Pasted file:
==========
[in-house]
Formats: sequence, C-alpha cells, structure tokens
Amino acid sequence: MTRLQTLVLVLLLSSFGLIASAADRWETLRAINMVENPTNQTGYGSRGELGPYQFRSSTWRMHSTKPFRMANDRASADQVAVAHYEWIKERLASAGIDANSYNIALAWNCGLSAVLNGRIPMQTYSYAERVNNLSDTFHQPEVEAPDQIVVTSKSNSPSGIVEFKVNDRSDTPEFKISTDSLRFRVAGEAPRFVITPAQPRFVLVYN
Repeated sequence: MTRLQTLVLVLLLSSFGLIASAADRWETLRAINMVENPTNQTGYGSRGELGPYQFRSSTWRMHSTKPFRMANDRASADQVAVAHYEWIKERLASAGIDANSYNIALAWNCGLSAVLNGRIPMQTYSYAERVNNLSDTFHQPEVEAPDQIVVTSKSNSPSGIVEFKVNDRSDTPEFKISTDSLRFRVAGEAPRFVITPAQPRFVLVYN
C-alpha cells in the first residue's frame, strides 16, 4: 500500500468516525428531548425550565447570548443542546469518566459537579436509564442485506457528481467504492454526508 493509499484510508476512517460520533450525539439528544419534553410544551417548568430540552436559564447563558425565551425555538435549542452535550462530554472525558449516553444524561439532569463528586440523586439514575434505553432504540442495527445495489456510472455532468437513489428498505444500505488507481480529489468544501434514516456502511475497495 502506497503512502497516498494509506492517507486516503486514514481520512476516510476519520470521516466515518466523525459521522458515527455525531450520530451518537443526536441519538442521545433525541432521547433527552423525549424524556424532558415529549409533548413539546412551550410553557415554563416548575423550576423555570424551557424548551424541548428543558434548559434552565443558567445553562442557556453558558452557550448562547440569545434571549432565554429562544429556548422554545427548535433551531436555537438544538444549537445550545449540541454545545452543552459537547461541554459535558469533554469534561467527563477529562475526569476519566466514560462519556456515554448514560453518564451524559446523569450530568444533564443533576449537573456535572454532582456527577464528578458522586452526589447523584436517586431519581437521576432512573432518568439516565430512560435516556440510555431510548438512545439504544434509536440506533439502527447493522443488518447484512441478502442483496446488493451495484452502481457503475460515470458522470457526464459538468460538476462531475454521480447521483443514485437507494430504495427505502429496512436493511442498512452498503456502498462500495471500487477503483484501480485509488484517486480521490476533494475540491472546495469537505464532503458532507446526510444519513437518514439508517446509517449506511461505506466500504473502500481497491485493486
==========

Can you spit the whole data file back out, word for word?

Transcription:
[in-house]
Formats: sequence, C-alpha cells, structure tokens
Amino acid sequence: MTRLQTLVLVLLLSSFGLIASAADRWETLRAINMVENPTNQTGYGSRGELGPYQFRSSTWRMHSTKPFRMANDRASADQVAVAHYEWIKERLASAGIDANSYNIALAWNCGLSAVLNGRIPMQTYSYAERVNNLSDTFHQPEVEAPDQIVVTSKSNSPSGIVEFKVNDRSDTPEFKISTDSLRFRVAGEAPRFVITPAQPRFVLVYN
Repeated sequence: MTRLQTLVLVLLLSSFGLIASAADRWETLRAINMVENPTNQTGYGSRGELGPYQFRSSTWRMHSTKPFRMANDRASADQVAVAHYEWIKERLASAGIDANSYNIALAWNCGLSAVLNGRIPMQTYSYAERVNNLSDTFHQPEVEAPDQIVVTSKSNSPSGIVEFKVNDRSDTPEFKISTDSLRFRVAGEAPRFVITPAQPRFVLVYN
C-alpha cells in the first residue's frame, strides 16, 4: 500500500468516525428531548425550565447570548443542546469518566459537579436509564442485506457528481467504492454526508 493509499484510508476512517460520533450525539439528544419534553410544551417548568430540552436559564447563558425565551425555538435549542452535550462530554472525558449516553444524561439532569463528586440523586439514575434505553432504540442495527445495489456510472455532468437513489428498505444500505488507481480529489468544501434514516456502511475497495 502506497503512502497516498494509506492517507486516503486514514481520512476516510476519520470521516466515518466523525459521522458515527455525531450520530451518537443526536441519538442521545433525541432521547433527552423525549424524556424532558415529549409533548413539546412551550410553557415554563416548575423550576423555570424551557424548551424541548428543558434548559434552565443558567445553562442557556453558558452557550448562547440569545434571549432565554429562544429556548422554545427548535433551531436555537438544538444549537445550545449540541454545545452543552459537547461541554459535558469533554469534561467527563477529562475526569476519566466514560462519556456515554448514560453518564451524559446523569450530568444533564443533576449537573456535572454532582456527577464528578458522586452526589447523584436517586431519581437521576432512573432518568439516565430512560435516556440510555431510548438512545439504544434509536440506533439502527447493522443488518447484512441478502442483496446488493451495484452502481457503475460515470458522470457526464459538468460538476462531475454521480447521483443514485437507494430504495427505502429496512436493511442498512452498503456502498462500495471500487477503483484501480485509488484517486480521490476533494475540491472546495469537505464532503458532507446526510444519513437518514439508517446509517449506511461505506466500504473502500481497491485493486